Saving Christians from the Infamous Resurrection Con:

      From that famous passage: In 1 Corinthians 15 St. Paul reasoned, "If Christ has not been raised, our preaching is useless and so is your faith."

      Even now Catholic/Christian professors of theology are questioning the bodily resurrection of the simple, preacher man aka Jesus.

      To wit;

      From a major Catholic university's theology professor’s grad school white-board notes:

      "Heaven is a Spirit state or spiritual reality of union with God in love, without earthly – earth bound distractions.
      Jesus and Mary's bodies are therefore not in Heaven.

      Most believe that it to mean that the personal spiritual self that survives death is in continuity with the self we were while living on earth as an embodied person.

      Again, the physical Resurrection (meaning a resuscitated corpse returning to life), Ascension (of Jesus' crucified corpse), and Assumption (Mary's corpse) into heaven did not take place.

      The Ascension symbolizes the end of Jesus' earthly ministry and the beginning of the Church.

      Only Luke records it. (Luke mentions it in his gospel and Acts, i.e. a single attestation and therefore historically untenable). The Assumption ties Jesus' mission to Pentecost and missionary activity of Jesus' followers The Assumption has multiple layers of symbolism, some are related to Mary's special role as "Christ bearer" (theotokos). It does not seem fitting that Mary, the body of Jesus' Virgin-Mother (another biblically based symbol found in Luke 1) would be derived by worms upon her death. Mary's assumption also shows God's positive regard, not only for Christ's male body, but also for female bodies." "

      "In three controversial Wednesday Audiences, Pope John Paul II pointed out that the essential characteristic of heaven, hell or purgatory is that they are states of being of a spirit (angel/demon) or human soul, rather than places, as commonly perceived and represented in human language. This language of place is, according to the Pope, inadequate to describe the realities involved, since it is tied to the temporal order in which this world and we exist. In this he is applying the philosophical categories used by the Church in her theology and saying what St. Thomas Aquinas said long before him."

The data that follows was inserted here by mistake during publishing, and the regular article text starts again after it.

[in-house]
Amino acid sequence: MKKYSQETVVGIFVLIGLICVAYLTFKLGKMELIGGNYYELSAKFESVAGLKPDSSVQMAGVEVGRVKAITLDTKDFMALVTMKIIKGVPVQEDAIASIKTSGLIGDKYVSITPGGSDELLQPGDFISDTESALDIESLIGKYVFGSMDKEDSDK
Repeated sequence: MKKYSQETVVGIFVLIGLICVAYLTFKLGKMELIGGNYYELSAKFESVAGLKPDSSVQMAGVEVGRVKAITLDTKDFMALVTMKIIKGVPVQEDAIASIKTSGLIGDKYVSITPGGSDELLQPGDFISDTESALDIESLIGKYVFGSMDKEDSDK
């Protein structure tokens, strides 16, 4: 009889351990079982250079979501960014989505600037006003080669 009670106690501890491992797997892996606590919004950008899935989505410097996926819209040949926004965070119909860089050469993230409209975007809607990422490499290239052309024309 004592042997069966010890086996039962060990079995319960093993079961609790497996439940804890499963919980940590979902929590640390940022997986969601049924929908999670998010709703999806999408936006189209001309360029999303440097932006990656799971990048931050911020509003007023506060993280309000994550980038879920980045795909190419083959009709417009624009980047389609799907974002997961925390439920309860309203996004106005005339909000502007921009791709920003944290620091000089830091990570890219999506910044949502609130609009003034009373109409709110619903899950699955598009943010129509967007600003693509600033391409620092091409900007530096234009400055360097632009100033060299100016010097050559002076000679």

http://eternal-word.com/library/PAPALDOC/JP2HEAVN.HTM

      The Vatican quickly embellished this story with a lot CYAP.

      With respect to rising from the dead, we also have this account:

      An added note: As per R.B. Stewart in his introduction to the recent book, The Resurrection of Jesus, Crossan and Wright in Dialogue,

      p.4

      "Reimarus (1774-1778) posits that Jesus became sidetracked by embracing a political position, sought to force God's hand and that he died alone deserted by his disciples. What began as a call for repentance ended up as a misguided attempt to usher in the earthly political kingdom of God. After Jesus' failure and death, his disciples stole his body and declared his resurrection in order to maintain their financial security and ensure themselves some standing."

      p.168. by Ted Peters:

      Even so, asking historical questions is our responsibility. Did Jesus really rise from the tomb? Is it necessary to have been raised from the tomb and to appear to his disciples in order to explain the rise of early church and the transcription of the bible? Crossan answers no, Wright answers, yes. "

      So where are the bones"? As per Professor Crossan's analyses in his many books, the body of Jesus would have ended up in the mass graves of the crucified, eaten by wild dogs, covered with lime in a shallow grave, or under

      March 21, 2012 at 8:10 am |
    • Reality

      origin: http://query.nytimes.com/gst/abstract.html?res=F20E1EFE35540C7A8CDDAA0894DA404482 NY Times review and important enough to reiterate.

      New Torah For Modern Minds

      “Abraham, the Jewish patriarch, probably never existed. Nor did Moses. The entire Exodus story as recounted in the Bible probably never occurred. The same is true of the tumbling of the walls of Jericho. And David, far from being the fearless king who built Jerusalem into a mighty capital, was more likely a provincial leader whose reputation was later magnified to provide a rallying point for a fledgling nation.

      Such startling propositions - the product of findings by archaeologists digging in Israel and its environs over the last 25 years - have gained wide acceptance among non-Orthodox rabbis. But there has been no attempt to disseminate these ideas or to discuss them with the laity - until now.